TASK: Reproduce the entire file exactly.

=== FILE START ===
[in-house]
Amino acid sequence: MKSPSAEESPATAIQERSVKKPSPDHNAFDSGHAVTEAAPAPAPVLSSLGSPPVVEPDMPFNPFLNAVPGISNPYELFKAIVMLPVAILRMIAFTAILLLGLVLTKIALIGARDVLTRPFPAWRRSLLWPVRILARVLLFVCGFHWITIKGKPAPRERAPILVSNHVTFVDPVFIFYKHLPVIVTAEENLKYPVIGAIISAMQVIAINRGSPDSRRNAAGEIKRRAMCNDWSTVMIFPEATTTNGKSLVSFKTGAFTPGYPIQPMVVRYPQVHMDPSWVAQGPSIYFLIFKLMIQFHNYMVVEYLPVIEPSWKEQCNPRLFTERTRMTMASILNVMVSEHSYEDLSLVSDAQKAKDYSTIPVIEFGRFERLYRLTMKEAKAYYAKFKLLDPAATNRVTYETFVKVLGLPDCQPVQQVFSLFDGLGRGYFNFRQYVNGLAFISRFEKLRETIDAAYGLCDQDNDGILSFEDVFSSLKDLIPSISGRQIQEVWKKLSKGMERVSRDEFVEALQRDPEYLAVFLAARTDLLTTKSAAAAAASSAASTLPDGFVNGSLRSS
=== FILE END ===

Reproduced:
[in-house]
Amino acid sequence: MKSPSAEESPATAIQERSVKKPSPDHNAFDSGHAVTEAAPAPAPVLSSLGSPPVVEPDMPFNPFLNAVPGISNPYELFKAIVMLPVAILRMIAFTAILLLGLVLTKIALIGARDVLTRPFPAWRRSLLWPVRILARVLLFVCGFHWITIKGKPAPRERAPILVSNHVTFVDPVFIFYKHLPVIVTAEENLKYPVIGAIISAMQVIAINRGSPDSRRNAAGEIKRRAMCNDWSTVMIFPEATTTNGKSLVSFKTGAFTPGYPIQPMVVRYPQVHMDPSWVAQGPSIYFLIFKLMIQFHNYMVVEYLPVIEPSWKEQCNPRLFTERTRMTMASILNVMVSEHSYEDLSLVSDAQKAKDYSTIPVIEFGRFERLYRLTMKEAKAYYAKFKLLDPAATNRVTYETFVKVLGLPDCQPVQQVFSLFDGLGRGYFNFRQYVNGLAFISRFEKLRETIDAAYGLCDQDNDGILSFEDVFSSLKDLIPSISGRQIQEVWKKLSKGMERVSRDEFVEALQRDPEYLAVFLAARTDLLTTKSAAAAAASSAASTLPDGFVNGSLRSS